However, the goal of early detection can only be pursued if the there is a precise and up-to date description of typical movement skill development and performance of a particular population. Therefore, it is just as important that long term follow up of FMS development is performed and continued, and that well considered measures are taken to enhance FMS development.

Acknowledgments

This work was supported by the Vrije Universiteit Brussel [OZR989BOF].

Abbreviations

MOT 4-6: Motoriktest fur vier- bis sechsjahrige Kinder,

M-ABC: Movement Assessment Battery for Children,

PDMS: Peabody Development Scales,

KTK: Korper-Koordinationtest fur Kinder,

TGDM: Test of Gross Motor Development,

MMT: Maastrichtse Motoriektest,

BOTMP: Bruininks-Oseretsky Test of Motor Proficiency.

ICC: intraclass correlation coefficient,

NR: not reported,

GM: gross motor,

LV: long version,

SV: short version,

LF: long form,

SF: short form,

STV: subtest version, SEMs standard errors of measurement,

TMQ: Total Motor Quotient,

TMC: Total Motor Composite,

CSSA: Comprehensive Scales of Student Abilities

MSEL: Mullen Scales of Early learning: AGS Edition

AUC: Areas under curve

BC: Battery composite

ROC: Receiver operating characteristic

Key points

* This review discusses seven movement skill assessment tool's test content, reliability, validity and normative samples.

* The seven assessment tools all showed to be of great value. Strengths and weaknesses indicate that test choice will depend on specific purpose of test use.

* Further data collection should also include larger data samples of able bodied preschool children.

* Admitting PE specialists in assessment of fundamental movement skill performance among preschool children is recommended.

* The assessment tool's normative data samples would benefit from frequent movement skill performance follow-up of today's children.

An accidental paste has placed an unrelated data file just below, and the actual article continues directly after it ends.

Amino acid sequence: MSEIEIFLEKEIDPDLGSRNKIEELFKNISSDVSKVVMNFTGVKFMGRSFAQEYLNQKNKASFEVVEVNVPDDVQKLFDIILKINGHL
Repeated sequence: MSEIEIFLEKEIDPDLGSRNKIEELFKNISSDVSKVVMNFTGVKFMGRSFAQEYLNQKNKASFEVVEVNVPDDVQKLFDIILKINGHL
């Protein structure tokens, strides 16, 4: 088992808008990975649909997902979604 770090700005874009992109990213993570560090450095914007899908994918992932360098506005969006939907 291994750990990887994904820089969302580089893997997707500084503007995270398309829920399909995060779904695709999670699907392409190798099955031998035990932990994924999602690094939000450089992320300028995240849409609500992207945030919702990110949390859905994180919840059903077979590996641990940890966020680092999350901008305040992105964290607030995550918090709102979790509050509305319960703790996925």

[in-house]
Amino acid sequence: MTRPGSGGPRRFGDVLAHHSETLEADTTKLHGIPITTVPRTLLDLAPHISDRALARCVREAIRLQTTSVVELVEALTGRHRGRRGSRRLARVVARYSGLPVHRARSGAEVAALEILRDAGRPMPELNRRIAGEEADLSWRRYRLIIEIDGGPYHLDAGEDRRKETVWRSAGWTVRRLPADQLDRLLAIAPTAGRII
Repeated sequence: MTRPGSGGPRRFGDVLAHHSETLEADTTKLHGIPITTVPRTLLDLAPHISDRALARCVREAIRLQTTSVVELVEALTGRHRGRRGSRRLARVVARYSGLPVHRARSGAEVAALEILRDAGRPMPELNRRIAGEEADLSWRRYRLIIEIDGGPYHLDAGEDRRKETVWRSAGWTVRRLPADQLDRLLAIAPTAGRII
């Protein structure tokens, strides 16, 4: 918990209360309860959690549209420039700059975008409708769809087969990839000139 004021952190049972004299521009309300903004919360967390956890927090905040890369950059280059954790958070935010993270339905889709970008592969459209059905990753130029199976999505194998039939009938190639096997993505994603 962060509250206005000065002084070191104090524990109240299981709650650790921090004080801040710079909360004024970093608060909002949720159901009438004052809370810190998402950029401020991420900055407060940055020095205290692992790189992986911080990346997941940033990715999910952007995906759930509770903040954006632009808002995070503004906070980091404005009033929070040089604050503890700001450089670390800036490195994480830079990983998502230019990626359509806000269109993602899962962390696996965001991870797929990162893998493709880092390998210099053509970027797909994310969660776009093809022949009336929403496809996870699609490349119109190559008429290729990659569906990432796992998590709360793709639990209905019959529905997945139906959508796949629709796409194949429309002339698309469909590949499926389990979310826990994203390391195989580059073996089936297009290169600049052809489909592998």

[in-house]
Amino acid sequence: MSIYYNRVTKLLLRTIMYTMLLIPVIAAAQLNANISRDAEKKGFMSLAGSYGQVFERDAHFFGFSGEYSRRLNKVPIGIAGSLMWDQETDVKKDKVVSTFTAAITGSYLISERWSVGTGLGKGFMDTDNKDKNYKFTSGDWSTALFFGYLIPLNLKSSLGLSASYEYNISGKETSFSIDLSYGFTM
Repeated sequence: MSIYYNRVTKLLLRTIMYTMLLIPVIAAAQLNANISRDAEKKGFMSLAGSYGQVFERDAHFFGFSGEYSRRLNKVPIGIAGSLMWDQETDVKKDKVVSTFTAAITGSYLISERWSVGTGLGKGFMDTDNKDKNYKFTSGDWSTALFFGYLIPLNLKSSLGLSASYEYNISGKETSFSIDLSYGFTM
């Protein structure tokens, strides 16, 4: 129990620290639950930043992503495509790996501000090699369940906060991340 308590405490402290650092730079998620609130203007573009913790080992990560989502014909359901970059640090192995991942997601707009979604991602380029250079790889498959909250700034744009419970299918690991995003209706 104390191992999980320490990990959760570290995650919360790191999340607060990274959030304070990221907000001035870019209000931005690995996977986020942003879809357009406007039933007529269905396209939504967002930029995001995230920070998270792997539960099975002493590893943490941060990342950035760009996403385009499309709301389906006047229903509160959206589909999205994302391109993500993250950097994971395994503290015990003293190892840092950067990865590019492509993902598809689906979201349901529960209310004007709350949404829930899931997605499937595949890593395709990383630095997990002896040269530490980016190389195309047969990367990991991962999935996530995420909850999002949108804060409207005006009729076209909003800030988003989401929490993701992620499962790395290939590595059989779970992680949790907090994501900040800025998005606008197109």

Received: 27 March 2008/Accepted: 06 February 2009/Published (online): 01 June 2009

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AUTHORS BIOGRAPHY

Wouter COOLS

Employment Research assistant, PhD-student at the Department of Movement Education and Sport Training, Faculty of Physical Education and Physiotherapy.

Degree MSc

Research interests Physical education with focus on physical activity and movement skill development.

E-mail: wcools@vub.ac.be

Kristine De MARTELAER

Employment Professor at the Department of Movement Education and Sport Training, Faculty of Physical Education and Physiotherapy.

Degree PhD

Research interests Pedagogy with focus on experiences and expectations of children and teachers / coaches with PE, sport and BLS, competences and job profile of teachers PE and youth coaches, Physical Education Teacher Education, motor development of young children in relation with the movement culture and education through dance.

E-mail: kdmartel@vub.ac.be

Christiane SAMAEY

Employment Department of Movement Education and Sport Training, Faculty of Physical Education and Physiotherapy, Vrije Universiteit Brussel.

Degree MSc

Research interests Psychomotor development and behavior in the age range of 0 to 8years old.

E-mail: Christiane.Samaey@vub.ac.be

Caroline ANDRIES

Employment Professor at the Vrije Universiteit Brussel, Faculty of Psychology and Educational Sciences, Head of the Department of Developmental and Lifespan Psychology.

Degree PhD

Research interests Developmental psychology with a focus on epidemiology and prevention of risk behavior in adolescents and dyslexia.

E-mail: candries@vub.ac.be

* MSc Wouter Cools

Vrije Universiteit Brussel, Faculty of Physical Education and Physiotherapy (Faculty LK), Department of Movement Education and Sport Training (BETR), Pleinlaan 2 / L209, B-1050 Brussel, Belgium